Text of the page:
Network connections 130 a-c may be any type of communications mechanism and may include, alone or in any suitable combination, a telephony-based network, a local area network (LAN), a wide area network (WAN), a dedicated intranet, wireless LAN, the Internet, an intranet, a wireless network, a bus, or any other communication mechanisms. Further, any suitable combination of wired and/or wireless components and systems may provide network connection 130. Moreover, network connection 130 a-c may be embodied using bi-directional, unidirectional, or dedicated communication links. Network connection 130 may also implement standard transmission protocols, such as Transmission Control Protocol/Internet Protocol (TCP/IP), Hyper Text Transfer Protocol (HTTP), SOAP, RPC, or other protocols.
  • [0022]
    Server system 140 may include one or more processors, such as computers, to interface with other computers, such as client system 110. Client system 110 may call service manager 150 at server 140. Although service manager 150 is depicted within server 140, service manager 150 can be located anywhere and distributed among multiple locations.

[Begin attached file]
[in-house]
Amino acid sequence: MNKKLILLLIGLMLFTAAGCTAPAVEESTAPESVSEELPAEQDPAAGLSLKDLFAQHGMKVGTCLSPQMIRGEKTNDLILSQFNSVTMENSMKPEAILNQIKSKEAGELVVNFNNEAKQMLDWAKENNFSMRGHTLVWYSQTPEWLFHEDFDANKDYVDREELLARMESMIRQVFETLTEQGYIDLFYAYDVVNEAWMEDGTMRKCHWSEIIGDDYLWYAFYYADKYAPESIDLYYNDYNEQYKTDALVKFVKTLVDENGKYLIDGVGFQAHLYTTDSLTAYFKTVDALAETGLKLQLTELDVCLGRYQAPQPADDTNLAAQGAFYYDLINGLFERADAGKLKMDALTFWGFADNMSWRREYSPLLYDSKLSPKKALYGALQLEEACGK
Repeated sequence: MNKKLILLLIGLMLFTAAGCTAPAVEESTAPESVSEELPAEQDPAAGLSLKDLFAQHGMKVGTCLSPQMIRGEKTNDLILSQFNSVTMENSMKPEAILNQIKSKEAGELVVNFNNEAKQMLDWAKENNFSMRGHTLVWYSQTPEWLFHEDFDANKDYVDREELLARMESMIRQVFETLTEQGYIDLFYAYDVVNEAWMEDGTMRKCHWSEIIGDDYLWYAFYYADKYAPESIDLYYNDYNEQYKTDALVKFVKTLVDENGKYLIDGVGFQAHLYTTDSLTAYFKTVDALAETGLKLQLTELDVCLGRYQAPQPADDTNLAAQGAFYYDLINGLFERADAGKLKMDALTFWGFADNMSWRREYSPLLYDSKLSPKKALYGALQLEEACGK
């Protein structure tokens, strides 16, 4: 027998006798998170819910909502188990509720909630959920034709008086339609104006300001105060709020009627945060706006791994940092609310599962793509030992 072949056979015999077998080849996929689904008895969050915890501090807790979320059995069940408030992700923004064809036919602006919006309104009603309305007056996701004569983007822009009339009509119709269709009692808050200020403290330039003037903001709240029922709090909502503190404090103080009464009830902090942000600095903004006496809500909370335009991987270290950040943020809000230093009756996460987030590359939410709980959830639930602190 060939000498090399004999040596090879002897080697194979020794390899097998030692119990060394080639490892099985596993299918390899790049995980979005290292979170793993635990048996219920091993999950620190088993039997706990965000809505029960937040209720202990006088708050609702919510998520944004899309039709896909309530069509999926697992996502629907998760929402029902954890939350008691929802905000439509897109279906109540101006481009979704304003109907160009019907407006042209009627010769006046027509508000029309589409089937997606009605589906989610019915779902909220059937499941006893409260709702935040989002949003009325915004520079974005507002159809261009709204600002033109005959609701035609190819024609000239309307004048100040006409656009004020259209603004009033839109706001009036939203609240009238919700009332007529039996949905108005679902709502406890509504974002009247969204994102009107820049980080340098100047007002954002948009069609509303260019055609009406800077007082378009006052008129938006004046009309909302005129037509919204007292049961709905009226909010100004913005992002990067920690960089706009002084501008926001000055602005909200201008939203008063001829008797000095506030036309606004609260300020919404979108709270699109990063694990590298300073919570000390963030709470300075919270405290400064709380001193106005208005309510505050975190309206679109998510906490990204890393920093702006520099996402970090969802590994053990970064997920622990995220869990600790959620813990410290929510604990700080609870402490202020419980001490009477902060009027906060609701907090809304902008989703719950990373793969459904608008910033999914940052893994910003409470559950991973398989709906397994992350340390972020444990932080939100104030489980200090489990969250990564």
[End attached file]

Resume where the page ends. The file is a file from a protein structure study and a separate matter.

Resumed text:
• [0023]
    Further, when called by client system 110, service manager 150 may call a procedure or method to instantiate one or more of the services 151-152. A service is resource that is able to perform a coherent set of tasks or interactions upon a request, such as a request from a user or consumer. An example of a service is a Web service, although any other type of application may be used. When services 151-152 are instantiated by service manager 150, they may also instantiate and then access one or more of their corresponding business objects, such as form template manager business object 162.
  • [0024]